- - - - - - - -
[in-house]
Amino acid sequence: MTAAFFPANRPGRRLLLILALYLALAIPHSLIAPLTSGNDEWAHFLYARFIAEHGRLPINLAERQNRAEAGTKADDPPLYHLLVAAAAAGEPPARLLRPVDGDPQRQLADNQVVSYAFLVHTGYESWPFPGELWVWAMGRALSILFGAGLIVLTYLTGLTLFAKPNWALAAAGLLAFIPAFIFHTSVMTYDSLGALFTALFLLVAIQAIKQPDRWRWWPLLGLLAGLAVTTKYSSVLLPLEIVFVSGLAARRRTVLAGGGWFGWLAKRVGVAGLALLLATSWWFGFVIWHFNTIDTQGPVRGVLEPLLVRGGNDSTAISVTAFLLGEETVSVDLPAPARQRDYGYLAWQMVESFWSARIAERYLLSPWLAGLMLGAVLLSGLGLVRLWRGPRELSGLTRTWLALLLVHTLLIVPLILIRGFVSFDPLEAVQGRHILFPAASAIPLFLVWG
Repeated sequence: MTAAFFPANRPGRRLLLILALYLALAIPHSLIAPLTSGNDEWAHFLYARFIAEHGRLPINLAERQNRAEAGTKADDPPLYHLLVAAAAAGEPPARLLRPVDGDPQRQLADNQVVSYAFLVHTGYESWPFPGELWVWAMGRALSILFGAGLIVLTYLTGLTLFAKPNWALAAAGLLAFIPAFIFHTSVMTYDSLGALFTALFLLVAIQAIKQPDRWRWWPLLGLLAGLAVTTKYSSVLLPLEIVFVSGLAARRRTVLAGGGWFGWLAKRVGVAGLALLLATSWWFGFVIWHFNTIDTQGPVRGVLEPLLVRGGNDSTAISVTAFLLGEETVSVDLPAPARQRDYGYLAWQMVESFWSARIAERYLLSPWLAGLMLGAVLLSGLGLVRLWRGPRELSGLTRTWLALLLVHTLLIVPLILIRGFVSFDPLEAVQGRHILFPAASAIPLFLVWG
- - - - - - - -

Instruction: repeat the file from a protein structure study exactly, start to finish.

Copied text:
[in-house]
Amino acid sequence: MTAAFFPANRPGRRLLLILALYLALAIPHSLIAPLTSGNDEWAHFLYARFIAEHGRLPINLAERQNRAEAGTKADDPPLYHLLVAAAAAGEPPARLLRPVDGDPQRQLADNQVVSYAFLVHTGYESWPFPGELWVWAMGRALSILFGAGLIVLTYLTGLTLFAKPNWALAAAGLLAFIPAFIFHTSVMTYDSLGALFTALFLLVAIQAIKQPDRWRWWPLLGLLAGLAVTTKYSSVLLPLEIVFVSGLAARRRTVLAGGGWFGWLAKRVGVAGLALLLATSWWFGFVIWHFNTIDTQGPVRGVLEPLLVRGGNDSTAISVTAFLLGEETVSVDLPAPARQRDYGYLAWQMVESFWSARIAERYLLSPWLAGLMLGAVLLSGLGLVRLWRGPRELSGLTRTWLALLLVHTLLIVPLILIRGFVSFDPLEAVQGRHILFPAASAIPLFLVWG
Repeated sequence: MTAAFFPANRPGRRLLLILALYLALAIPHSLIAPLTSGNDEWAHFLYARFIAEHGRLPINLAERQNRAEAGTKADDPPLYHLLVAAAAAGEPPARLLRPVDGDPQRQLADNQVVSYAFLVHTGYESWPFPGELWVWAMGRALSILFGAGLIVLTYLTGLTLFAKPNWALAAAGLLAFIPAFIFHTSVMTYDSLGALFTALFLLVAIQAIKQPDRWRWWPLLGLLAGLAVTTKYSSVLLPLEIVFVSGLAARRRTVLAGGGWFGWLAKRVGVAGLALLLATSWWFGFVIWHFNTIDTQGPVRGVLEPLLVRGGNDSTAISVTAFLLGEETVSVDLPAPARQRDYGYLAWQMVESFWSARIAERYLLSPWLAGLMLGAVLLSGLGLVRLWRGPRELSGLTRTWLALLLVHTLLIVPLILIRGFVSFDPLEAVQGRHILFPAASAIPLFLVWG